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Farasan Islands Protected Area

Date of Submission: 03/01/2019
Criteria: (x)
Category: Natural
Submitted by:
Permanent Delegation of the Kingdom of Saudi Arabia to UNESCO
State, Province or Region:
Jazan Region (Imarah)
Coordinates: N16 45 E41 55
Ref.: 6370
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Description

The Farasan Islands are a large archipelago of over 170 islands and islets of uplifted coral reef lying 40-90 km offshore from the city of Jazan on the south-eastern coast of the Kingdom of Saudi Arabia. The protected area covers 5,408 sq. km, the majority of which is state owned with recognized municipal lands and private ownerships allocated within the boundaries of organized municipal area in and around the town of Farasan.

The protected area is fully within the Farasan District which lies within the Imarah (region) of Jazan some 1,100 km to the south of the capital Riyadh.

The Farasan archipelago is formed from uplifted fossil coral reef. The islands lie on the Arabian continental shelf, which off Jazan is less than 200 m deep and about 120 km wide. The climate is arid and sub-tropical, characterized by high mean annual temperatures and low annual rainfall. Most rain falls in October and in January and May (ranging from 50-100ml/annum), due to the Indian Ocean monsoon. Average daily minimum and maximum summer temperatures: 28–29°C; 39–40°C in Summer and 2-21°C; 30–31°C in winter.

The terrestrial part of the protected area cover around 710 sq. km, of which the ten largest islands comprise some 660 sq. km, as follows:

Farasan al-Kabir 381 sq km

As-Saqid (Sajid) 149 sq km

Ad-Dissan (Dusan) 35.7 sq km

Zufaf (Zifaf) 33.2 sq km

Sasawah (Sasu) 19.7 sq km

Qummah 15.2 sq km

Dumsuk (Dumsuq) 12.0 sq km

Manzar Abu ash-Shawk (West Manzar) 6.0 sq km

Kayyirah 5.4 sq km

Jabal Muhammad 4.0 sq km

There are 23 smaller islands within the protected area, and more than a hundred islets smaller than 0.2 sq. km. The altitude on the islands varies between 0 and around 70m above sea level.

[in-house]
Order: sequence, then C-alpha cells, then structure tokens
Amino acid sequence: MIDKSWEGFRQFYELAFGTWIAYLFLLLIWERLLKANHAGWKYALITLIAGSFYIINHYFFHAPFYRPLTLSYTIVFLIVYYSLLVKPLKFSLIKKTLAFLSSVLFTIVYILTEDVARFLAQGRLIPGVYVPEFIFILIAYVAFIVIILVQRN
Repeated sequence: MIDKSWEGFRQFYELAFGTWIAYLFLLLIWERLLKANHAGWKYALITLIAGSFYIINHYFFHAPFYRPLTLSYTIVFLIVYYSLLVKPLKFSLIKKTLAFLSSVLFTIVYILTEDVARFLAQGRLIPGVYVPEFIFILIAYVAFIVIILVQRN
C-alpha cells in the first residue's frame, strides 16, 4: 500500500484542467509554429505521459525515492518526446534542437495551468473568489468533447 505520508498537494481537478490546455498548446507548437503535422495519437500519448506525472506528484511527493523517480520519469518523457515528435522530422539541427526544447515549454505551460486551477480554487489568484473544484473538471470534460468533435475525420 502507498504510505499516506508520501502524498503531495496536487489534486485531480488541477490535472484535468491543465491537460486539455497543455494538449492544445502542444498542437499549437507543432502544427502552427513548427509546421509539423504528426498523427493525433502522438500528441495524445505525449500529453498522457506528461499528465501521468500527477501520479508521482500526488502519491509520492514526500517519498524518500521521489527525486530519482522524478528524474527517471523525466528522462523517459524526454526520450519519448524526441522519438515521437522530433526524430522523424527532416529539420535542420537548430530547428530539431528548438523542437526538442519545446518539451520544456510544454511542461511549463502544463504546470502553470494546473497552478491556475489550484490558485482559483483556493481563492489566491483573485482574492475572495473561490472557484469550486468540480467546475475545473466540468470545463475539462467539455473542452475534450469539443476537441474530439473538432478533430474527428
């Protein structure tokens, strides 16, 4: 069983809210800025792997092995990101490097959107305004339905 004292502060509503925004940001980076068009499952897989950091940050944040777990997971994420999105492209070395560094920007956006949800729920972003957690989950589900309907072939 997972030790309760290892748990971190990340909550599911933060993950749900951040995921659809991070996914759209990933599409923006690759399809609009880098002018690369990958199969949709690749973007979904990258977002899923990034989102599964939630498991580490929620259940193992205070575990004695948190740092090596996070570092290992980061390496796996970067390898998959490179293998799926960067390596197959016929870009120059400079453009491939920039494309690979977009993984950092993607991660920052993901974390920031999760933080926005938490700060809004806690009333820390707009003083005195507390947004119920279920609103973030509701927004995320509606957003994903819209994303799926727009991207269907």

A human population of around 12,000 inhabitants live exclusively on the main island of Farasan, and mostly concentrated in the main town of Farasan living mainly of government employment, marine fisheries and domestic tourism.

Justification of Outstanding Universal Value

Criterion (x) : Contains the most important and significant natural habitats for in-situ conservation of the biological diversity of the Red Sea region as a global hotspot and a conservation priority, including threatened species of outstanding universal value from the point of view of science or conservation.

The islands support the largest population of idmi gazelle in Saudi Arabia, and high concentrations of greater flamingo, pink-backed pelican, Eurasian spoonbill, and osprey, and the snake Sarso island racer Coluber insulanus, which is endemic to the islands.

In addition, sooty falcon, crab-plover, white-eyed gull, lesser crested tern, white-cheeked tern, and Red Sea (brown) noddy are found.

They are the only places in Saudi Arabia in which the plants Nothosaerva brachiata, Commiphora erythraea, Euphorbia sp. aff. fractiflexa, and Ficus populifolia are recorded.

Other key taxa include dugong, whales and dolphins, Patrizi’s trident leaf-nosed bat, green turtle, hawksbill turtle, and manta ray.

The surrounding seas contain a wide diversity of corals, mollusks, crustaceans, and reef fishes.

The landscape of the islands is one of low brown platforms in the sea, rising to low inland cliffs. This desert bareness against the brilliant blue-greens of the water, under immense skies, give it a sense of remoteness. The long white beaches, low undercut cliffs and rocks of fossilized coral become notable visual features.

Statements of authenticity and/or integrity

The islands are of sufficient size to contain the whole of the population of idmi gazelle endemic to the islands and Saudi Arabia, high concentrations of nesting pink-backed pelican, osprey, sooty falcon, crab-plover, white-eyed gull, lesser crested tern, white-cheeked tern, and Red Sea (brown) noddy, and other seabirds, as well as charismatic species such as dolphins, whales, dugong, green turtle, hawksbill turtle, and manta ray. Further, they contain coral reefs of high quality and a range of valuable and well-protected coastal wetlands such as red and black mangroves, seagrass beds, saltmarshes, and macroalgal reefs of high conservation importance. The islands are also surrounded by seas rich in a wide diversity of reef fishes and marine invertebrates such as corals, mollusks, and crustaceans.